After her 2006 LP Back to Black blew up, going eight times platinum in the U.K. and winning her multiple Grammys, Amy Winehouse’s music became ubiquitous. Songs like “Rehab,” “You Know I’m Not Good,” and “Tears Dry On Their Own,” which spoke to dark, personal themes of alcohol abuse and depression, were spun multiple times daily on mainstream commercial radio stations. Her unique sound was, for years, an inescapable part of British popular culture.
With the commercial success, Winehouse acquired a public image, one which was both inseparable from and often larger than the problems spilled out all over Back to Black. She frequently appeared in a state of substance-induced catatonia—glazed, incoherent, and erratic. Concerts and tours were abandoned, comebacks begun then aborted as she struggled with dependence. Her tempestuous relationship and marriage with Blake Fielder-Civil was fodder for the red tops and the gossip mags.
Yet as London’s Jewish Museum’s new exhibit, Amy Winehouse: A Family Portrait, demonstrates, there was much about her the public did not know—or didn’t care to know. It exposes her roots and provides a window into her family life. It’s “a snapshot of a girl who was, to her deepest core, simply a little Jewish kid from North London with a big talent who, more than anything, just wanted to be true to her heritage,” writes her brother, Alex, in his introduction to the exhibit, which he curated.
The Winehouse family’s heritage in London is traced back to 1890, when patriarch Harris Winehouse arrived in London from Minsk, to be followed by the rest of his family. “He came to London by mistake—he was supposed to be going to New York—but now the thought of us being from anywhere else seems slightly ridiculous.”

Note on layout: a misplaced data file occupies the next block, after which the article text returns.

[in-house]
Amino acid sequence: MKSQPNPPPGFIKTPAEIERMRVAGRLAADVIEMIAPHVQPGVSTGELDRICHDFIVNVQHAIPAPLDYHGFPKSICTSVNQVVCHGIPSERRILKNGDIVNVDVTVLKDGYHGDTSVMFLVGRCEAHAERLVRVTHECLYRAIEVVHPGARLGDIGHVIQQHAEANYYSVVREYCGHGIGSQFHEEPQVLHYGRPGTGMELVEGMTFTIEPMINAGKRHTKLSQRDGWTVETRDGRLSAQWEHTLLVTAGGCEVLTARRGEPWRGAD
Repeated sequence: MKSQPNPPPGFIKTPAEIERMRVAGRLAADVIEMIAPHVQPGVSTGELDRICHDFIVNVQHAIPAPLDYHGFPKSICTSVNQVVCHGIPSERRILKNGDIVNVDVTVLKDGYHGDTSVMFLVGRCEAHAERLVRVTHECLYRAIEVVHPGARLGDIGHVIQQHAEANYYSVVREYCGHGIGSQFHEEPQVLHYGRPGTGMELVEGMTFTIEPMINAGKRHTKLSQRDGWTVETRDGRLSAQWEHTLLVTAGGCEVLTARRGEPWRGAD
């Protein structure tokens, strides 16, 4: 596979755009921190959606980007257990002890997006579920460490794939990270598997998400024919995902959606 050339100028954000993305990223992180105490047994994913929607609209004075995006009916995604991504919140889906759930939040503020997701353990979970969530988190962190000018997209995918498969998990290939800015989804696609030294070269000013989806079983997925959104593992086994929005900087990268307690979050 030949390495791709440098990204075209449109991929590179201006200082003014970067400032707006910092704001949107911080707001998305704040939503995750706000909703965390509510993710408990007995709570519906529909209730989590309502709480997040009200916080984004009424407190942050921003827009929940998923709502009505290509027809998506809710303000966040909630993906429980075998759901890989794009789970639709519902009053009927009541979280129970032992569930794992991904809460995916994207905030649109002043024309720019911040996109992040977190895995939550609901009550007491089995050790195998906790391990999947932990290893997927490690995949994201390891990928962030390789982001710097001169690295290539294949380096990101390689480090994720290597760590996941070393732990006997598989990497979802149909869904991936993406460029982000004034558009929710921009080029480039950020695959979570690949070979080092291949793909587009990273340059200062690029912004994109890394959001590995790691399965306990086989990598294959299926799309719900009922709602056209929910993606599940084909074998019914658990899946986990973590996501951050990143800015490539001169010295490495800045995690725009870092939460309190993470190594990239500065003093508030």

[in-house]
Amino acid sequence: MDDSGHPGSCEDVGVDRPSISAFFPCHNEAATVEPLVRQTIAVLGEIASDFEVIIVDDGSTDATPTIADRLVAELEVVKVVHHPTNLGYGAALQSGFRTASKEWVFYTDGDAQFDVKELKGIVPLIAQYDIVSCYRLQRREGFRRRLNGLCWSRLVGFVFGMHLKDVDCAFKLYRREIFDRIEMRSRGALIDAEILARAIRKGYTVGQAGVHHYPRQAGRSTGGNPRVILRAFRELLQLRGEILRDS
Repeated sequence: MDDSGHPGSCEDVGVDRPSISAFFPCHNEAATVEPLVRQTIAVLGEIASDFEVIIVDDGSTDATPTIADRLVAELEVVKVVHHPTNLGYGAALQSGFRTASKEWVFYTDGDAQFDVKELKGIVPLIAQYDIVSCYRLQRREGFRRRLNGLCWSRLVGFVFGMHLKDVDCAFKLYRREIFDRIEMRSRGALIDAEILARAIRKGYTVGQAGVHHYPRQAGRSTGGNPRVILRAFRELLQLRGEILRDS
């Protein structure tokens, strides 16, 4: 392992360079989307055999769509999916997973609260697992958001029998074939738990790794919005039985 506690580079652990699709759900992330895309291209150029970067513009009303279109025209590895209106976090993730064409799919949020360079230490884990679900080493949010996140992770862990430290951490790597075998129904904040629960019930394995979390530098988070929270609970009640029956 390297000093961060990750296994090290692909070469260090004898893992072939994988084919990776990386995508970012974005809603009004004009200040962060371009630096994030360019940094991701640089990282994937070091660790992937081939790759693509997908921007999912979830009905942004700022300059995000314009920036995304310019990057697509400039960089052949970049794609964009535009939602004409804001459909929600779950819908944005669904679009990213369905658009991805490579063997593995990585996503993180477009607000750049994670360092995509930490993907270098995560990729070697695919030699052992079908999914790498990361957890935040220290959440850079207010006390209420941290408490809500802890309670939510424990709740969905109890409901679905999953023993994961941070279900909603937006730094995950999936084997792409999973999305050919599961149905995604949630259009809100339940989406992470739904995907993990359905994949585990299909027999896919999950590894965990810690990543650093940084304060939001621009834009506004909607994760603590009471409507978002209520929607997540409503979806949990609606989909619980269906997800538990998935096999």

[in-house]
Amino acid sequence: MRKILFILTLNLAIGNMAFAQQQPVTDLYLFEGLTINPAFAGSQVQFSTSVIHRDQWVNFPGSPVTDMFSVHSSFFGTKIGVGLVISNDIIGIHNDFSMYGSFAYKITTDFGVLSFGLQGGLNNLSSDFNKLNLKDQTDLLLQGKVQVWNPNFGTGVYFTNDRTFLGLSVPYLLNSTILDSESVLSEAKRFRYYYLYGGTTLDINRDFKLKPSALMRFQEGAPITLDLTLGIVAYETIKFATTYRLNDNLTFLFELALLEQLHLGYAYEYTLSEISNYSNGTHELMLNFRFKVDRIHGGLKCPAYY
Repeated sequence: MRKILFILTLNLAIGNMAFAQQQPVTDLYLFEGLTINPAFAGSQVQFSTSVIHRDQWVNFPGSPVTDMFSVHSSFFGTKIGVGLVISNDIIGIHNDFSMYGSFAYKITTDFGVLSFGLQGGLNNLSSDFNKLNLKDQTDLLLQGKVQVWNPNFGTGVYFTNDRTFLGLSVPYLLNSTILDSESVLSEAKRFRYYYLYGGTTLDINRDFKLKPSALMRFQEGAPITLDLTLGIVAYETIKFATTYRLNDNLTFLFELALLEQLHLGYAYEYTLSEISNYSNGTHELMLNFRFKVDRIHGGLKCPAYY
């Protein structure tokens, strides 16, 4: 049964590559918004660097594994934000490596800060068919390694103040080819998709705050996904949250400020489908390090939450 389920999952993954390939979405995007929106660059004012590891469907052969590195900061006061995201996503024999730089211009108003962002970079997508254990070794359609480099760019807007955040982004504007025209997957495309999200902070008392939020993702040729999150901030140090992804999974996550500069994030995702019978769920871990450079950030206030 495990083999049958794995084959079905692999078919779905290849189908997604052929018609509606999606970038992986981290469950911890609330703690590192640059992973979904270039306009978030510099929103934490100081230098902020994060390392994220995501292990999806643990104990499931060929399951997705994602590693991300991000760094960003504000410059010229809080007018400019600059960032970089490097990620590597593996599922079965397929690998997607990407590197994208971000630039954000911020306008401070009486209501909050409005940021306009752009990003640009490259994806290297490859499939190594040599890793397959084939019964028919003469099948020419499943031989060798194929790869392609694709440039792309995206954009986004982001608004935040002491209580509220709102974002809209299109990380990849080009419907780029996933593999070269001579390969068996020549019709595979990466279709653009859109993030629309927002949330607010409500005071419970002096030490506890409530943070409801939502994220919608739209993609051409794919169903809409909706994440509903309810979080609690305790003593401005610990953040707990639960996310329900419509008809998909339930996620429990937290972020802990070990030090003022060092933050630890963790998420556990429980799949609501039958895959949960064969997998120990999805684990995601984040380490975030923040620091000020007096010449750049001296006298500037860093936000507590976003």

His son Ben owned a barbershop in the working-class East End, above which the family lived for fifty years, and his grandson and great-grandson drove hackney carriages. And so did his great-great-grandson, almost. His great-great-granddaughter was Amy.
The exhibit contains traces of the family’s Jewishness. It speaks to their continued attachment to the East End where some of their relatives still live, even though Amy born raised in Southgate, in north London. There’s a photograph of Amy at fifteen wearing her uniform of the Jewish Lads’ and Girls’ Brigade, and one of her brother Alex at his bar mitzvah with parents Mitch and Janis.
Touchingly, there’s a copy of Claudia Roden’s The Book of Jewish Food, which Alex gave Amy for one of her birthdays because she “wanted to learn how to make chicken soup,” although she never did. At least not well, anyway.
Amy Winehouse: A Family Portrait also attempts to convey that, in spite of her early rebelliousness of the sort that got her removed from drama school, Winehouse was above all someone who loved music, was aware of herself and her gifts, and yet revelled in her rise. On display are some of her favorite records by Aretha Franklin and Ray Charles, Frank Sinatra, Tony Bennett, and Carole King. When she was starting out, she kept all the backstage passes and wristbands she received when performing at festivals.
This young woman is almost unrecognizable from the star we saw after Back to Black. The Jewish Museum’s depiction of Amy Winehouse is of someone who was relatively untroubled and almost angelic, if a little cheeky, and yet her demons were scarred into her lyrics and intrinsic to her persona and her decline.
The exhibit, then, leaves a space to question where the one ends and the other begins—how does a “little Jewish kid from North London with a big talent” become a woman with a big talent but with drug problems, a messy personal life, and a career and a life which ended before it could fully blossom? Amy Winehouse: A Family Portrait does not wish to ask this—perhaps that is not its purpose. It might be a little more honest and earnest, though, if it tried.
Related: Amy Winehouse Exhibit Opening at the Jewish Museum in London [Jewcy]
A Hot Mess [Tablet]